Investigating Financial Crimes

Financial crimes—also often referred to as white-collar crimes—are a prevalent and serious problem in the United States. The FBI and the Association of Certified Fraud Examiners, through a 2010 national public survey, found that the cost of financial crimes in the U.S. now totals between $300 and $660 billion a year.

The FBI/Association of Certified Fraud Examiners survey also found that 24 percent of survey respondents indicated that they experienced at least some type of financial victimization within the past 12 months. As technology and the use of the Internet continue to expand, so do opportunities for financial crimes to take place.

The largest number of survey respondents (39.6 percent) reported that they were victims of credit card fraud. Other incidences of household victimization that were reported during the survey included:

  • Mortgage fraud: 4.3 percent
  • False stockbroker information: 7.6 percent
  • Fraudulent business venture: 9.7 percent
  • Identity theft: 12.2 percent
  • Monetary loss on the Internet: 15.8 percent
  • Unnecessary repairs: 22.3 percent
  • Price misrepresentation: 28.1 percent

The Role of Financial Crimes Investigation Units

Due to the unrelenting problem of financial crimes throughout the United States, most police departments and sheriff’s departments have organized efforts in place to combat financial crime and take down the individuals who target others for financial gain. It is also common for Divisions of State Police to organize financial crimes investigation units.

Police department financial crimes units/divisions are responsible for any felony fraud-related financial crimes, such as:

  • Forgeries
  • Check cases
  • Counterfeiting
  • Credit card offenses
  • Fraudulent credit applications
  • Computer crimes
  • Embezzlements
  • Elder fiduciary abuse cases

It is typical for financial crimes investigative units to employ experts in document examinations and handwriting comparisons, as well as a team of detectives who are called upon to prioritize hundreds—often thousands—of cases received each year, particularly among larger departments.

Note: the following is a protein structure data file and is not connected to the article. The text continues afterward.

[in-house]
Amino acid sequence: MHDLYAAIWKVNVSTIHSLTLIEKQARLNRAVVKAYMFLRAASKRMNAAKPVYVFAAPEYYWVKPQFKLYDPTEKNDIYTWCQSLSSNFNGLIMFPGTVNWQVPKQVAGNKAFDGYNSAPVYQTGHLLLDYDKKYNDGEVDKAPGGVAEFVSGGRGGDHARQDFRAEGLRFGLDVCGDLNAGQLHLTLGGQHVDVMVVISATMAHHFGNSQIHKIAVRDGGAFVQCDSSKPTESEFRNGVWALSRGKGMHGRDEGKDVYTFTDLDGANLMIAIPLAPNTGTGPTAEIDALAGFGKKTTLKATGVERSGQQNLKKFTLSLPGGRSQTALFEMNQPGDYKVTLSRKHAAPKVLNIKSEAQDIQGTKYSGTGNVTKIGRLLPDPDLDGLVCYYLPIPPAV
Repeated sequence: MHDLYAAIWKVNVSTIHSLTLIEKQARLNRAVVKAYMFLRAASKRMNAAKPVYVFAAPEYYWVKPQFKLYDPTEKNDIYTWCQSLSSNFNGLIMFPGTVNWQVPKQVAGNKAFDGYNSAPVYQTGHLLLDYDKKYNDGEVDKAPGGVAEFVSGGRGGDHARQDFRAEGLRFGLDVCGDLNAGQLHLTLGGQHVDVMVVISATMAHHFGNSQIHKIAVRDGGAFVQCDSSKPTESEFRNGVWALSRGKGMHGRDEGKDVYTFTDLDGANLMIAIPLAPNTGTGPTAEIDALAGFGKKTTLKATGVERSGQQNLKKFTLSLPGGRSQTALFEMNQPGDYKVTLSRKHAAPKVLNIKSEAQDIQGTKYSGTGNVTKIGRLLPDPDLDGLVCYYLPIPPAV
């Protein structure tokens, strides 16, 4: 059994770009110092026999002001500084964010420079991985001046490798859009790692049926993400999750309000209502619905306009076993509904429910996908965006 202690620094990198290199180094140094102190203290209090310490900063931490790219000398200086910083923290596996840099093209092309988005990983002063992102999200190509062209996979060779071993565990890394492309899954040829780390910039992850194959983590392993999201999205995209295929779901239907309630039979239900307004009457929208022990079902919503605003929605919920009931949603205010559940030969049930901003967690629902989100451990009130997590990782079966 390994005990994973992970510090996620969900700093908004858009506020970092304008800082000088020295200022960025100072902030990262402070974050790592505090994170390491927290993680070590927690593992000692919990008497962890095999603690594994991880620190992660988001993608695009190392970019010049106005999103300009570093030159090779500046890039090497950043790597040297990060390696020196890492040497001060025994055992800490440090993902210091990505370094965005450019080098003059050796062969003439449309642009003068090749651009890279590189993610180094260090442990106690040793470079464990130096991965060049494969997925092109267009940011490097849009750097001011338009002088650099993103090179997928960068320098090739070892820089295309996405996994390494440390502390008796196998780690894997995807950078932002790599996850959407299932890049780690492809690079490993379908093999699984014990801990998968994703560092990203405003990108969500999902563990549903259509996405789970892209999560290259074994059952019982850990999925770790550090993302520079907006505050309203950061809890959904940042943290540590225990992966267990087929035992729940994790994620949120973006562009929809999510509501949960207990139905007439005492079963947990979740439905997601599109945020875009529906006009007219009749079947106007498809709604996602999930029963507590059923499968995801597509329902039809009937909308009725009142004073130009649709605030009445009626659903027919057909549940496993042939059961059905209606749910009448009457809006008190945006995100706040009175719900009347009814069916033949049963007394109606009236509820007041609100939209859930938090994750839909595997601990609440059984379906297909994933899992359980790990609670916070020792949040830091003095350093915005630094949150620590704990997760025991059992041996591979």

Detectives must review each case and determine if there is a viable suspect(s) or if it may be possible to identify a suspect. In other words, if there is information present (paper trail) that could lead to a suspect being identified, detectives of the financial crimes unit are likely to take the case.

Detectives for financial crimes investigative units also often work with the public, providing them with information and tactics for protecting themselves against financial fraud. They may conduct public seminars and programs, where they actively educate the public about the dangers of financial crimes, how to identify possible fraud situations, and how to avoid becoming a victim of financial fraud.

Forensic auditors (Certified Fraud Examiners) are also often important members of a police department’s financial crimes unit, as they are responsible for providing the financial analysis services used in criminal investigations. They may utilize their accounting, computer, auditing and investigative skills to examine financial evidence. Their extensive training and education allows them to handle complex financial investigations, which may include insurance fraud, embezzlement, and mortgage fraud, among others.

Training for Financial Crimes Investigators

Like other areas of criminal investigation, financial crimes investigators, as trained police officers, receive much of their training through on-the-job experiences. However, in the field of financial crimes, detectives must be constantly kept apprised of changing crime trends, swiftly changing technology, and new and changing laws.

Detectives must be able to adapt as to meet the most contemporary financial crime problems; therefore, formal training among financial crimes investigators is a typical and ongoing process.

Most training in financial crimes includes practical, exercise-driven training programs and seminars that involve the study of crimes and providing investigators with the foundational knowledge needed to conduct a thorough financial investigation within the parameters of the law.

Training in financial crimes is most often designed as to allow detectives to:

  • Identify common investigative techniques used to gather information in a financial investigation
  • Gather and analyze financial evidence related to the crime
  • Draw appropriate conclusions based upon the facts of the crime

Typical areas of study in financial crimes training program include:

  • Financial interviewing
  • Sources of information
  • Developing a financial profile
  • Analyzing law enforcement and public records
  • Income tax records
  • Investigative planning
  • Financial crimes statutes
  • Analyzing subpoenaed evidence
  • Financial search and seizure warrants
  • Prosecution recommendations
  • Writing financial search and seizure warrants
  • Prosecutorial recommendations

Salaries in this investigative specialty are often commensurate to the detective’s specialized knowledge or skills, as well as experience in the field of financial investigations.

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